attr_reader + attr_writer?

Discussion in 'Ruby' started by Joe Ruby MUDCRAP-CE, Oct 13, 2006.

  1. Is there a class method that combines attr_reader and attr_writer? I
    thought I remember seeing some "cattr_*" method, but don't know what
    that was.

    Thanks,
    Joe

    --
    Posted via http://www.ruby-forum.com/.
     
    Joe Ruby MUDCRAP-CE, Oct 13, 2006
    #1
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  2. Joe Ruby MUDCRAP-CE

    Guest

    On Fri, 13 Oct 2006, Joe Ruby MUDCRAP-CE wrote:

    > Is there a class method that combines attr_reader and attr_writer? I
    > thought I remember seeing some "cattr_*" method, but don't know what
    > that was.


    class Foo
    attr_accessor :bar
    end

    foo = Foo.new

    foo.bar = 7
    puts foo.bar

    => 7



    Kirk Haines
     
    , Oct 13, 2006
    #2
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  3. Joe Ruby MUDCRAP-CE wrote:
    > Is there a class method that combines attr_reader and attr_writer? I
    > thought I remember seeing some "cattr_*" method, but don't know what
    > that was.
    >
    > Thanks,
    > Joe


    I'm still new to this whole ruby and programming stuff, but doesn't
    attr_accessor do both of those?

    --
    Posted via http://www.ruby-forum.com/.
     
    Jeremy Woertink, Oct 13, 2006
    #3
  4. Joe Ruby MUDCRAP-CE

    jyzhang Guest

    attr_accessor defines both a writer and a reader

    cattr_* is for class variables... you know... the kind that looks like
    @@var

    James Zhang

    Jeremy Woertink wrote:
    > Joe Ruby MUDCRAP-CE wrote:
    > > Is there a class method that combines attr_reader and attr_writer? I
    > > thought I remember seeing some "cattr_*" method, but don't know what
    > > that was.
    > >
    > > Thanks,
    > > Joe

    >
    > I'm still new to this whole ruby and programming stuff, but doesn't
    > attr_accessor do both of those?
    >
    > --
    > Posted via http://www.ruby-forum.com/.
     
    jyzhang, Oct 13, 2006
    #4
  5. Joe Ruby MUDCRAP-CE

    Guest

    HI --

    On Fri, 13 Oct 2006, jyzhang wrote:

    > attr_accessor defines both a writer and a reader
    >
    > cattr_* is for class variables... you know... the kind that looks like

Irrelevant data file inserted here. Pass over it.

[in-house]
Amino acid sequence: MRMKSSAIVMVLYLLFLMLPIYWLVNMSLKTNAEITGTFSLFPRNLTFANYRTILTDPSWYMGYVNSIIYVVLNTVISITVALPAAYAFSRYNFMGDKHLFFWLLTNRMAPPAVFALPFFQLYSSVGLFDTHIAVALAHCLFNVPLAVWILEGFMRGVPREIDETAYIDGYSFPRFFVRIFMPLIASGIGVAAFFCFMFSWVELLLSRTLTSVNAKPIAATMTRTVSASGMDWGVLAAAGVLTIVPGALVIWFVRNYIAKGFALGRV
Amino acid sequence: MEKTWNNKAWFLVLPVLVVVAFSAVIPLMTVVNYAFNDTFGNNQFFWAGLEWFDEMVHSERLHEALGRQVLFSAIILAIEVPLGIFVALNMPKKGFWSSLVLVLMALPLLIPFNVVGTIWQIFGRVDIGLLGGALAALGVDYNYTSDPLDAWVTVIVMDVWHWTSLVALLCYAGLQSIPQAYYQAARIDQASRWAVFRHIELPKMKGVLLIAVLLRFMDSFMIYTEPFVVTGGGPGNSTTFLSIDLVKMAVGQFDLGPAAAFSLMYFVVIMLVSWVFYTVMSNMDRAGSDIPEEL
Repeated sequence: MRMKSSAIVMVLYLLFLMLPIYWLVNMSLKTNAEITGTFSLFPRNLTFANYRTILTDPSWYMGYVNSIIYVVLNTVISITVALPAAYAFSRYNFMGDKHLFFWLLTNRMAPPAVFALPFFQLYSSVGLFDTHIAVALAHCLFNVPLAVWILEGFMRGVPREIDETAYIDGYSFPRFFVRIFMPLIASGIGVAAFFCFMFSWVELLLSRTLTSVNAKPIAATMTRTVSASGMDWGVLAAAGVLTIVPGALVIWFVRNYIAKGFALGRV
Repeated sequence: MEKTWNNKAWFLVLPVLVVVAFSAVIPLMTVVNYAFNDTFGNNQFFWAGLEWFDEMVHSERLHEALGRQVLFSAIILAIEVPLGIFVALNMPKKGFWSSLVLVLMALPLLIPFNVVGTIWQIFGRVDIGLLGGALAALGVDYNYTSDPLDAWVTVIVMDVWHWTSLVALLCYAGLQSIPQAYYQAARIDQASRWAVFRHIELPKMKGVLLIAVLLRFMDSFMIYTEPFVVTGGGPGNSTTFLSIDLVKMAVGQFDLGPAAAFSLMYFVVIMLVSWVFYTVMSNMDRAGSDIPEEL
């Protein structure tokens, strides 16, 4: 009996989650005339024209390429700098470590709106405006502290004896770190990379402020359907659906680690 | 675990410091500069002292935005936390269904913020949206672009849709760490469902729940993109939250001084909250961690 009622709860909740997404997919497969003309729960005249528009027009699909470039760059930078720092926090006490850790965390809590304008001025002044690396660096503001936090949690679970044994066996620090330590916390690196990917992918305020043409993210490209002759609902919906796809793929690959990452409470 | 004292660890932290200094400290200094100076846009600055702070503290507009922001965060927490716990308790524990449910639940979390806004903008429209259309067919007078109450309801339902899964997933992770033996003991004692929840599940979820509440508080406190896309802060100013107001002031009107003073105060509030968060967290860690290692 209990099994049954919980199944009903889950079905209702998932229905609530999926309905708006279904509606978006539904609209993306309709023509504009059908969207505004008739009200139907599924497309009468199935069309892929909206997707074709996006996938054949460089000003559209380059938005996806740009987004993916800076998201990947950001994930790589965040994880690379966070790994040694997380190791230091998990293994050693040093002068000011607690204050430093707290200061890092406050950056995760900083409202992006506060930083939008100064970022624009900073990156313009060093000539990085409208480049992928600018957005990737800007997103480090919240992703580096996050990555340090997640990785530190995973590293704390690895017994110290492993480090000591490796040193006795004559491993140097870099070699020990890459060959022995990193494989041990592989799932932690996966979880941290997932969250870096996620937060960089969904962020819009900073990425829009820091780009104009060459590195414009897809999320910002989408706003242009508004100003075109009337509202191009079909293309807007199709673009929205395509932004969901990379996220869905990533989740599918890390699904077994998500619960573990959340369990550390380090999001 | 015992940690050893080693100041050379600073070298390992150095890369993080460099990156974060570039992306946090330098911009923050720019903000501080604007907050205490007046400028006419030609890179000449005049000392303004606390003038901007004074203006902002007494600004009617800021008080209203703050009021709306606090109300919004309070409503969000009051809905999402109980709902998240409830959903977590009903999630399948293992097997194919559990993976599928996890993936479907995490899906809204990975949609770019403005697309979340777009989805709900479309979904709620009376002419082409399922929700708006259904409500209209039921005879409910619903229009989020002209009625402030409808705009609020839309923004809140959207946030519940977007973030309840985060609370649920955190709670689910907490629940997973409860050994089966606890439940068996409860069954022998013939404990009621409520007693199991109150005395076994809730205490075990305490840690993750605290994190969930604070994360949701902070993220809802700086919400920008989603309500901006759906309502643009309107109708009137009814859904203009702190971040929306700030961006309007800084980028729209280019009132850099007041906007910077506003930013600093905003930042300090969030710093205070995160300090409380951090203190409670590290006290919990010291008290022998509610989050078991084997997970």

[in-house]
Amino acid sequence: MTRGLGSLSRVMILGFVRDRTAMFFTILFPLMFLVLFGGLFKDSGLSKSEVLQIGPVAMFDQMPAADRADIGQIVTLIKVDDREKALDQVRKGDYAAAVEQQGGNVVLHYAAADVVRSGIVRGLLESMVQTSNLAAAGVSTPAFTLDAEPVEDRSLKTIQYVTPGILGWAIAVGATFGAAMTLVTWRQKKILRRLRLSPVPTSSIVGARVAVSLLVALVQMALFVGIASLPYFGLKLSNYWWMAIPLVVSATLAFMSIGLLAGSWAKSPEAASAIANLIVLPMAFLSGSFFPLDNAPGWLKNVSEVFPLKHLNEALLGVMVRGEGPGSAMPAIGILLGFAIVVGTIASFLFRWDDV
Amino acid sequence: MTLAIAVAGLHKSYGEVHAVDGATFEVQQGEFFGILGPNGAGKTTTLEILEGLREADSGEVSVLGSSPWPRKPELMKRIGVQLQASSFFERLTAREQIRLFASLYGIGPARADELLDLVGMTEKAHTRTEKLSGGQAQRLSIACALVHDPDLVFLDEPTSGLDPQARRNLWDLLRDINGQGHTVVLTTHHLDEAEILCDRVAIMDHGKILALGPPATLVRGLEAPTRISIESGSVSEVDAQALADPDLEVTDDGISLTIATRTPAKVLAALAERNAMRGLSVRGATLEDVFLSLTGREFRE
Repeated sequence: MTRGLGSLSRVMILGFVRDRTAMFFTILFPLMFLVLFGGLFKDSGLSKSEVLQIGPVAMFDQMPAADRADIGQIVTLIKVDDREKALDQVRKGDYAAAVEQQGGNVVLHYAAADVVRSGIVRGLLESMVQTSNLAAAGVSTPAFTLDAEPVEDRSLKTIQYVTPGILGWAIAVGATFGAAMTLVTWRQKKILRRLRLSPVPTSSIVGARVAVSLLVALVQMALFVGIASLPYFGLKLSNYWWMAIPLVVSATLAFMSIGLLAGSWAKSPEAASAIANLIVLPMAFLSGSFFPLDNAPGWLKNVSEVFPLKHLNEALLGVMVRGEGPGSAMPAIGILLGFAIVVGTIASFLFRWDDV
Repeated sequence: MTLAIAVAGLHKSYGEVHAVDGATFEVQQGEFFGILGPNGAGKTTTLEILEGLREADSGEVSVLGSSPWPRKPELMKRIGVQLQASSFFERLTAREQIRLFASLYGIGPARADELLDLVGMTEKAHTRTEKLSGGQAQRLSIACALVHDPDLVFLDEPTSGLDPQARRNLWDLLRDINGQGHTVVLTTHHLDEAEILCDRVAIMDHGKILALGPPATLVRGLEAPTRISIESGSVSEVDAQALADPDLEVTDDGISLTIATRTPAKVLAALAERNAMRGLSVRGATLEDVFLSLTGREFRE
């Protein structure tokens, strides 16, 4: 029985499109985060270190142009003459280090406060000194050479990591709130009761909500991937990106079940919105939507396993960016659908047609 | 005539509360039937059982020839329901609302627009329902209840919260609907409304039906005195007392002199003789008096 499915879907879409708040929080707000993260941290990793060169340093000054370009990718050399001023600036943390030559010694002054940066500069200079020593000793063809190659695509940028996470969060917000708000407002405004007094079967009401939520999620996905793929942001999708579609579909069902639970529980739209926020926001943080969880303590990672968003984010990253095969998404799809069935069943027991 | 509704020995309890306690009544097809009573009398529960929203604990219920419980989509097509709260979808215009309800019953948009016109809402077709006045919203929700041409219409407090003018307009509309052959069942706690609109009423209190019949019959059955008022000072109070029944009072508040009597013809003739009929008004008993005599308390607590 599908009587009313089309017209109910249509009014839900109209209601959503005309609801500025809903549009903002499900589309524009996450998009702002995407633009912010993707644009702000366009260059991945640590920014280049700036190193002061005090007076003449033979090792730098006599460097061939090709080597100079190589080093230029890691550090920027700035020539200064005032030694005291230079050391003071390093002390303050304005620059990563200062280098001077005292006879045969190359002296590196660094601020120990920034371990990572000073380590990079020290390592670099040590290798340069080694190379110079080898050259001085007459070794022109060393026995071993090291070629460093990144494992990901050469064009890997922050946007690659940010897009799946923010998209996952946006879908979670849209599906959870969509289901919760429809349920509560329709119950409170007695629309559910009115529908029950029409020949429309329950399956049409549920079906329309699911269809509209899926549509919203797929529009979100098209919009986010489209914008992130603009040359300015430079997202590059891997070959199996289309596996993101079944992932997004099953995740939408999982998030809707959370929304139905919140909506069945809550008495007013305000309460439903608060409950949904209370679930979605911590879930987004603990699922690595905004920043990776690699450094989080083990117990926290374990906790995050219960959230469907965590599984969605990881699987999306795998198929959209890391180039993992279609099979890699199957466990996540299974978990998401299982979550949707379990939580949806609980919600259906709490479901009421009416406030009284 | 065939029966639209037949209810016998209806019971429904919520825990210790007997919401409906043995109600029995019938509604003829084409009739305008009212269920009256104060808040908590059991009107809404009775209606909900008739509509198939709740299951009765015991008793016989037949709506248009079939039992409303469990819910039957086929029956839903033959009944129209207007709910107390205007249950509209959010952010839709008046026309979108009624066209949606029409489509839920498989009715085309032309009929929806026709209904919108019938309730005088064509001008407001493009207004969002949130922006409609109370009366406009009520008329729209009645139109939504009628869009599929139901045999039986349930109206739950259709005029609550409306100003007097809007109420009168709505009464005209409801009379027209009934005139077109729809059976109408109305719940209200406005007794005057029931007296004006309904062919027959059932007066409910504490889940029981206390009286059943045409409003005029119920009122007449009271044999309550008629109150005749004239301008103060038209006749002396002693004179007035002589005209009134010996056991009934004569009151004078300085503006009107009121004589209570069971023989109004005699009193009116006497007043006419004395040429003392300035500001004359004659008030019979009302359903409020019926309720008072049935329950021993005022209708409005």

> @@var


    Ruby doesn't have any cattr_* methods, though. Also, if you write a
    wrapper around class variables, it would be better to call them
    something else, as the "attr" in "cattr" implies that you're dealing
    with an object attribute. Since class variables are shared by many
    objects, they're not actually representing attributes.


    David

    --
    David A. Black |
    Author of "Ruby for Rails" [1] | Ruby/Rails training & consultancy [3]
    DABlog (DAB's Weblog) [2] | Co-director, Ruby Central, Inc. [4]
    [1] http://www.manning.com/black | [3] http://www.rubypowerandlight.com
    [2] http://dablog.rubypal.com | [4] http://www.rubycentral.org
     
    , Oct 13, 2006
    #5
  6. Joe Ruby MUDCRAP-CE

    Marc Heiler Guest

    Jeremy Woertink wrote:
    > Joe Ruby MUDCRAP-CE wrote:
    >> Is there a class method that combines attr_reader and attr_writer? I
    >> thought I remember seeing some "cattr_*" method, but don't know what
    >> that was.
    >>
    >> Thanks,
    >> Joe

    >
    > I'm still new to this whole ruby and programming stuff, but doesn't
    > attr_accessor do both of those?



    yes, attr_accessor does this.

    I was also toying with an attr_reader that allows ? for
    read-vars ... ruby triggers crazy ideas. A haskell guy once said
    that he liked ? at end of method names in Ruby. ;-)

    --
    Posted via http://www.ruby-forum.com/.
     
    Marc Heiler, Oct 13, 2006
    #6
  7. Joe Ruby MUDCRAP-CE

    Trans Guest

    wrote:
    > HI --
    >
    > On Fri, 13 Oct 2006, jyzhang wrote:
    >
    > > attr_accessor defines both a writer and a reader
    > >
    > > cattr_* is for class variables... you know... the kind that looks like
    > > @@var

    >
    > Ruby doesn't have any cattr_* methods, though. Also, if you write a
    > wrapper around class variables, it would be better to call them
    > something else, as the "attr" in "cattr" implies that you're dealing
    > with an object attribute. Since class variables are shared by many
    > objects, they're not actually representing attributes.


    To be clear cattr methods create both instance level and class level
    accessors using @@vars for storage. What would be a better name then
    class attribute?

    T.
     
    Trans, Oct 13, 2006
    #7
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